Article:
Human Desire: A Review of Scarlet Pleasure’s New Album Pompeii 

By: Ida-Marie Kollberg

Who is Scarlet Pleasure? The band name might not sound familiar to you, but this is a band, you should know. Having achieved international fame with their song What a Life, from the Oscar-winning movie Another Round, this Danish band knows how to portray emotions. In this universe of electropop-rock melodies and hard-hitting lyrics, we meet the three band members: Emil with lead vocals, Alexander on bass, and Joachim on drums. Pompeii came out November 17th and is a testament to human desire, both good and bad. 

The album opens with one of my favorite songs. The namesake of the entire album, Pompeii, is a song with an intense beat that makes your blood pump. This song explores how it feels to be young in Copenhagen, wanting the quick fix of a one-night stand. Raw human desire opens the album and draws the reader into a world where acting on your emotions and desires is  a normal part of life. Flickering through the night, we chase the high we get from sex. This introductory song puts the listener on edge for what’s to come.  

Even though the album starts with a song that I would classify as pop rock, the album’s third song is very different. Invisible delves into the power of heartbreak but also the need for self-discovery and forming an independent identity. Unlike some of their other songs, this song contrasts itself with lyrics about losing someone, while set to an upbeat pop melody. There is a hyper-contrast between the two that comments on how easy it is to forget about true emotions in the contemporary Copenhagen dating scene. There is a need, a desire to be noticed as a person and not just someone to use for a night. In what turns out to be almost a social commentary is a prayer for love but also for individuality.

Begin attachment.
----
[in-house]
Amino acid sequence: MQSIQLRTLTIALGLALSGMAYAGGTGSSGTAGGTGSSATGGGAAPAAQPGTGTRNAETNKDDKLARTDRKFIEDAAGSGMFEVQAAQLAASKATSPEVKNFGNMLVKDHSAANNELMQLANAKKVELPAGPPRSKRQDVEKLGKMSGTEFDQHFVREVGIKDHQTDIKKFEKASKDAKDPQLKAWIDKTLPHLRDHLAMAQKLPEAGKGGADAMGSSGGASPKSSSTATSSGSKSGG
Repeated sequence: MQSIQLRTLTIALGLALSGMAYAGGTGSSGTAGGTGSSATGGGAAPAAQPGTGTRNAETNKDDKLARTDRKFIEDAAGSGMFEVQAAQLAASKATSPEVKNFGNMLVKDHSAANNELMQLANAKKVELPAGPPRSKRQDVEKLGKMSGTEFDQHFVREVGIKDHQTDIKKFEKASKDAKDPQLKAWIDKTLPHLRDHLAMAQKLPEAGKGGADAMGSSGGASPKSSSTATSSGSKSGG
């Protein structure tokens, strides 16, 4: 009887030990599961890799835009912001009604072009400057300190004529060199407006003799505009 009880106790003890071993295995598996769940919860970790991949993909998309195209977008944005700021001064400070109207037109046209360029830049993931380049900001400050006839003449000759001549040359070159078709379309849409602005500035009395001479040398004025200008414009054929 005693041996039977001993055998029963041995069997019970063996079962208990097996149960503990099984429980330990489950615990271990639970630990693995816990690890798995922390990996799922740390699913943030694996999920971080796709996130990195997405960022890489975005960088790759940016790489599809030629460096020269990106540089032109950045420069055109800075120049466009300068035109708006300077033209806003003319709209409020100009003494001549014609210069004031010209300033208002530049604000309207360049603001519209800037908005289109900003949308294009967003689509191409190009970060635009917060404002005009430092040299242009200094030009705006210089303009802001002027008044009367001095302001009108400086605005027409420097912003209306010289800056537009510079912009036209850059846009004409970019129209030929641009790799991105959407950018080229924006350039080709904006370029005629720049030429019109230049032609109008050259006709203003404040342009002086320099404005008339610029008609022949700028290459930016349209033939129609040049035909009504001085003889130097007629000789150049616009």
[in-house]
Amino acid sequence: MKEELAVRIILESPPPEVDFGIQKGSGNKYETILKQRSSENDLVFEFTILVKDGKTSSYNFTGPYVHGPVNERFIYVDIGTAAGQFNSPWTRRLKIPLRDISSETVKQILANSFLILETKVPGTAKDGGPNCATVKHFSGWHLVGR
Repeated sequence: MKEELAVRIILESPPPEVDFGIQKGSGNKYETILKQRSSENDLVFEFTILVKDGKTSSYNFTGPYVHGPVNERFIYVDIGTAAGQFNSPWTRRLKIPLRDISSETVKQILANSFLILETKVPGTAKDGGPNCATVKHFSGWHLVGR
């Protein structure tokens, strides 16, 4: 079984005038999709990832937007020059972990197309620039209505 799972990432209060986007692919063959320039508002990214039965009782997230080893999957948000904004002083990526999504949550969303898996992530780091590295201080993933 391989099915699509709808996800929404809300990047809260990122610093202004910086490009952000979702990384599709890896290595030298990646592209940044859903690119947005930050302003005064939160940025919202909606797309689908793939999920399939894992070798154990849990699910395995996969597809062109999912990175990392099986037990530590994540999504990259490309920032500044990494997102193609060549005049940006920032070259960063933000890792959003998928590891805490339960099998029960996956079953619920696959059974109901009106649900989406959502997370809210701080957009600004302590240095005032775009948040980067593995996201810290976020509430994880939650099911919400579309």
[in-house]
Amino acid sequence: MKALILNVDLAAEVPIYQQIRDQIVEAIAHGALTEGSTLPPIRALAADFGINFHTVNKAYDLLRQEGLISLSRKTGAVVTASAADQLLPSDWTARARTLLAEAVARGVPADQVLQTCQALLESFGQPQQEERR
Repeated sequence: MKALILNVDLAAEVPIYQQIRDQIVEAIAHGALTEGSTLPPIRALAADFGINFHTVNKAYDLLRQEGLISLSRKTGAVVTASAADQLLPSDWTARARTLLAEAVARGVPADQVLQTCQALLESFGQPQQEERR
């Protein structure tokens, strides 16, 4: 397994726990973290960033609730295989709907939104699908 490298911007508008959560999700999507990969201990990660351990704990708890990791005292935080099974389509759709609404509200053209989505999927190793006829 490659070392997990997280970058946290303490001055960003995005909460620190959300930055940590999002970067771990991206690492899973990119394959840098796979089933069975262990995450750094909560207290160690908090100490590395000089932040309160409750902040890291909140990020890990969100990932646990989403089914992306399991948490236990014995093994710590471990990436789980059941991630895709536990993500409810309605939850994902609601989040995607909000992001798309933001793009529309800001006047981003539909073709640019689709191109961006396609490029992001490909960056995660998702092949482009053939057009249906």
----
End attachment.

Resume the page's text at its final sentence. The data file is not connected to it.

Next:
As we progress through the album, we arrive at the second to last song: Summertime. This song is a vivid dichotomy between an optimistic melody and melancholic lyrics. We feel the warm Danish summer sun shining upon us, but at the same time, we get the feeling that we are missing something in our lives. Feelings of heartbreak and loneliness are at the forefront of this song, and despite the upbeat melody, the singer gives the listener a feeling of isolation. Here we have another commentary on the difficult nature of dating culture: wanting a summer love, but not being able to reach this goal that is supposedly so attainable. 

I’m Sorry is the last song of an album packed with desire, human emotion, and heartbreak. This song is an introspective conclusion, helping the listener realize the accountability one needs to take in a downward spiraling relationship. The song is about admitting when you’re wrong and listening to the needs of your partner. As a full circle moment, it brings us back to the raw, human emotions. The album started off with describing a desire for sex and physicality; In this closing song, the desire is for love and closeness. The listener has essentially been taken through an entire summer relationship: from the first moment of meeting for a one-night stand, to the final goodbye and the realization of the wrongs committed. As the song, and the album, comes to a close, the fade-out underlines that weight of unresolved feelings. We are left with a slow conclusion, highlighting the emotional rollercoaster the band has just taken us through. The listener is left with an open invitation to join in on heartbreak, desire, loneliness, lust, love, and anything in between.